Even the Rich Are Nervous About Retirement

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BOSTON (TheStreet) -- The nation's wealthy seem to be every bit as concerned about retirement as their middle-class counterparts.

In its recent study, The Age Illusion: How the Wealthy are Redefining Their Retirement, Barclays Wealth, the wealth management division of Barclays Bank (Stock Quote: BCS), found anxiety levels running high among the affluent looking at retirement, as well as lingering doubt about financial preparedness for that phase of life.

The report was based on a global survey of more than 2,000 people with $1.5 million or more in investable assets.

Only 48% of U.S. high net worth people would completely classify themselves as financially secure. One in 10 of the wealthiest surveyed (meaning they had more than $15 million in investable assets) feel they don't have enough money for retirement. Among the global pool of wealthy respondents who are already retired, only 51% are "completely confident" they have enough money.

Why, given the unlikely prospect that cat food and a cardboard box lie ahead, are the wealthy so unsure?

"The wealthy are the people who have the most to lose, so it's a little bit understandable that they are anxious," says Matt Brady, head of Wealth Advisory Americas at Barclays Wealth.

He sees a number of factors at play, not the least of which is the jolt provided by collapsing financial markets throughout the Great Recession.

The predictability, or lack thereof, of expenses and projected investment returns is a top-of-mind issue.

The authors of the report found it "unexpected" that respondents in emerging markets are much more likely to view investment returns as "quite predictable" or "very predictable" in the context of planning for retirement, despite a general perception of these markets themselves as being economically unpredictable.

Only a quarter of respondents in the U.K. and Japan, countries with highly developed financial systems, thought their returns were as predictable. By contrast, almost three-quarters of respondents in Saudi Arabia, Latin America or India thought they were. Only 41% of North American respondents said they were confident with their assumptions.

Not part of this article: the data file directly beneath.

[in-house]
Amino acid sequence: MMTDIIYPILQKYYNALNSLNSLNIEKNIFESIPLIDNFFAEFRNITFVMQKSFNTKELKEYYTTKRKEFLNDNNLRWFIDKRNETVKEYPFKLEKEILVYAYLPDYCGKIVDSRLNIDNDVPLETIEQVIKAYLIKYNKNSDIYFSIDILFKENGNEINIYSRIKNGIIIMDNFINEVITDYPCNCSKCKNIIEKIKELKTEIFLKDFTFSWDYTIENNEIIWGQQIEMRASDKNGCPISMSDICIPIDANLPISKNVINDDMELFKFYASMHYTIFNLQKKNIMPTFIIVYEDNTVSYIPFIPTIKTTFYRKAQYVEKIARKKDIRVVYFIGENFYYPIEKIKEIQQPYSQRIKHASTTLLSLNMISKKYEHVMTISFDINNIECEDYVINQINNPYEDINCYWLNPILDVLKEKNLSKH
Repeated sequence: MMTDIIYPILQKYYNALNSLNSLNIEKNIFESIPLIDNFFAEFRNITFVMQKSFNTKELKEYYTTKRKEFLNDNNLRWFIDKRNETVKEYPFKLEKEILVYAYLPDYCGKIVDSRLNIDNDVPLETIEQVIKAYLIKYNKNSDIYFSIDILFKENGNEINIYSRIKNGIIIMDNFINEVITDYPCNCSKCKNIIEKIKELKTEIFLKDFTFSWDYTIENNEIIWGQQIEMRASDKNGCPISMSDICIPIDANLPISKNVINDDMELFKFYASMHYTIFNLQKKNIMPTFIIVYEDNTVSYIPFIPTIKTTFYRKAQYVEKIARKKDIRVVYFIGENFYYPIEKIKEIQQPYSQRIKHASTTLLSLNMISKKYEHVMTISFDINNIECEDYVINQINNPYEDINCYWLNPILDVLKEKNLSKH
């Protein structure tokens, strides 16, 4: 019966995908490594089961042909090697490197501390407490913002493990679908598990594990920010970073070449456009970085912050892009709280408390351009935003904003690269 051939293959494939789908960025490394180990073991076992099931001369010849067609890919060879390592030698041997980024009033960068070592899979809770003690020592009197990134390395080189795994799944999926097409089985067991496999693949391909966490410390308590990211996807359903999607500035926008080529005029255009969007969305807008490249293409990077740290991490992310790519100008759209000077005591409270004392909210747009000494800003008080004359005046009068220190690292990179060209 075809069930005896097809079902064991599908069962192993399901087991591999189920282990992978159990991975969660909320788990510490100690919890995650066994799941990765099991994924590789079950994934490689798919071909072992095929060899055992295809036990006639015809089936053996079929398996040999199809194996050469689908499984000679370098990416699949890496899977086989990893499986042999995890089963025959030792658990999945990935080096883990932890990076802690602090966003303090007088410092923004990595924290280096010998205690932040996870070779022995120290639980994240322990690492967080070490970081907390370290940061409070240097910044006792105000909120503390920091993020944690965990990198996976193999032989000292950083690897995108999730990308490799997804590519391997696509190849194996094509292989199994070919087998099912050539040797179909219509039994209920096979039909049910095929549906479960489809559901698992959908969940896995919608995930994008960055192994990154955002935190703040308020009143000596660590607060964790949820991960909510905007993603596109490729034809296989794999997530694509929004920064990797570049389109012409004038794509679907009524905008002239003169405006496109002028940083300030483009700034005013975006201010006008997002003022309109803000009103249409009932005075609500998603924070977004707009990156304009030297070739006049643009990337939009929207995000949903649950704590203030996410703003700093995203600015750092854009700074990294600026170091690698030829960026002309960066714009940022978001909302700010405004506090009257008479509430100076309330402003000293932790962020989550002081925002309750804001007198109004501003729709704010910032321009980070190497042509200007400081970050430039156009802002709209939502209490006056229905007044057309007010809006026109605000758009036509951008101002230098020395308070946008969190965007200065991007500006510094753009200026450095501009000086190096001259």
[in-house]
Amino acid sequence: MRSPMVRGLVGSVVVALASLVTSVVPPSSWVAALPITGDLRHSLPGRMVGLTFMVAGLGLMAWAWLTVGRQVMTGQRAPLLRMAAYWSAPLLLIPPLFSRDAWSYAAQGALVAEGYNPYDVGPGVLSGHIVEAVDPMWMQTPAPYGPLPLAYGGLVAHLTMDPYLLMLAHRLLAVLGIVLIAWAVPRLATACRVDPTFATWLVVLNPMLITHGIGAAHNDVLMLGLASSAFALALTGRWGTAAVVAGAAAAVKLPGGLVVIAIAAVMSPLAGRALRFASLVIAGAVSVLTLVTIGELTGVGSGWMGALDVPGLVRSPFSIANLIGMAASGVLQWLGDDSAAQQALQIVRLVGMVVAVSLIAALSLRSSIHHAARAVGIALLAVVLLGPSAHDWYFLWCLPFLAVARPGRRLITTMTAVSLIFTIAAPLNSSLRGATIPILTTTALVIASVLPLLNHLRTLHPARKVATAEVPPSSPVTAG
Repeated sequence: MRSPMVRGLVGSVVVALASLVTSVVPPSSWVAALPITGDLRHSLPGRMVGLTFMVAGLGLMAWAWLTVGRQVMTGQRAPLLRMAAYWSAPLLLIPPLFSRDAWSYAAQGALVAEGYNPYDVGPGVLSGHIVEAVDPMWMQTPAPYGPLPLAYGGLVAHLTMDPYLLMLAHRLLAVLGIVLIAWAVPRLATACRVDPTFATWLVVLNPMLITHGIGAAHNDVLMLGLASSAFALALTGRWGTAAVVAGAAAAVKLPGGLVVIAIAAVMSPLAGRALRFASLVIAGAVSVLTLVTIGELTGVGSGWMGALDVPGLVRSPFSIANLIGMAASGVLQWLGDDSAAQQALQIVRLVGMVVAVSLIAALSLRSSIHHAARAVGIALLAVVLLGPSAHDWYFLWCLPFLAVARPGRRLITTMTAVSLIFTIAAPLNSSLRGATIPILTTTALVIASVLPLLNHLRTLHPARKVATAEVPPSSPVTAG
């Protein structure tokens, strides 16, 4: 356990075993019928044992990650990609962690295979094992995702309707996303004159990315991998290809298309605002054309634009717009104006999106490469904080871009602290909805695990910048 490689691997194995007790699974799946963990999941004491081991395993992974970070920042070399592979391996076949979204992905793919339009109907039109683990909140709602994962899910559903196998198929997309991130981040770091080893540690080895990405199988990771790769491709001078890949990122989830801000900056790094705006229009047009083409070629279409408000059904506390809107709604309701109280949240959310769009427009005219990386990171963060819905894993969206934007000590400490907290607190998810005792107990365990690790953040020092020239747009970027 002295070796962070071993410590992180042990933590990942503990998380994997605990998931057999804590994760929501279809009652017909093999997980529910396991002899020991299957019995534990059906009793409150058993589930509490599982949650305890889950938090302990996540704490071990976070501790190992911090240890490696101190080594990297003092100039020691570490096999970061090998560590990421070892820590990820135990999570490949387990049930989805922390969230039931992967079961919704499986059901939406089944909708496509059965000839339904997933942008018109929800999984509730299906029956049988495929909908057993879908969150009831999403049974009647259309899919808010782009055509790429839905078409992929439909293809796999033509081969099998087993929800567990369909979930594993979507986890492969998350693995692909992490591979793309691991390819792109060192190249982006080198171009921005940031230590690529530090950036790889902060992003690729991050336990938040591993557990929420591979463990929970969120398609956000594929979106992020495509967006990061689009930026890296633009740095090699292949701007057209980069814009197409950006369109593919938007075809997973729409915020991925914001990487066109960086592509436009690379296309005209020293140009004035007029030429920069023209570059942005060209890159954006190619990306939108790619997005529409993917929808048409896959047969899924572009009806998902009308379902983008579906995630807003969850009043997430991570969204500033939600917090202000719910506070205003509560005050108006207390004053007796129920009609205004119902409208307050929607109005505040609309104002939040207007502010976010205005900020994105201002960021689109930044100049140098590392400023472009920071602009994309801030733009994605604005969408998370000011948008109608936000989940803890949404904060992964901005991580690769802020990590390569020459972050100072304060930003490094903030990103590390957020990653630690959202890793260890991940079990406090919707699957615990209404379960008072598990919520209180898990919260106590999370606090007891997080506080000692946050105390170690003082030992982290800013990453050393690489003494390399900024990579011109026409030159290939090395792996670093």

"I think that naturally leads to insecurity about whether you are going to have enough to retire," Brady says. "When you see that uncertainty about rates of return and the experiences of the past couple of years play into that, it indicates that a lot of people feel uncertain about what that means for their retirement years."

The study also suggests age could play a factor.

Fifty-nine percent of millionaires in the emerging markets are under 45, compared with just 21% in the U.S.

"It is clear that individuals' confidence in their ability to predict rates of return declines as they approach retirement age," the study suggests.

Concerns about leaving a financial legacy proved to be not much of a factor at all.

According to the survey, nearly all respondents in the United Arab Emirates and Saudi Arabia said they feel "financially responsible" for their children. Respondents in Ireland (83%), Qatar (82%) and South Africa (80%) agreed. By contrast, only 44% of Americans said they felt that way.

"In 2008 and 2009, after the markets plunged and interest rates were incredibly low, it actually was a great time to talk to families about transferring assets -- wealth transfer to minimize gift and estate taxes," Brady says. "But even some of the wealthiest families we dealt with were unwilling to do that. They were unsure of how much money the senior generations would need. If you sat down and did a rational calculation, you would know that the family was worth, in some cases, hundreds of millions of dollars. They are not going to be meaningfully constrained in the future. But it still had an emotional impact on their willingness to give up assets, even to family members."

Because they lack a family legacy of wealth management, many of the newly affluent are plagued by unique questions and challenges.

"In the U.S., a lot of wealth is first-generation wealth, and when you've made your own money I think there is a natural process you go through of wondering what the best thing to do with it is," Brady says.

Retirement itself -- transitioning from working every weekday -- is a particular concern.

"Managing a liquid portfolio is a lot different than running a business, and a lot of people take a while to get to get comfortable with that later stage," Brady says.

Taxation is another topic that apparently causes the rich to lose sleep -- even if it means returning to a tax rate where the rich did just fine.

"Partly it is just uncertainty, but the whole idea of taxes going higher and the government taking more out of your pocket is another factor that weighs into retirement thinking," Brady says.

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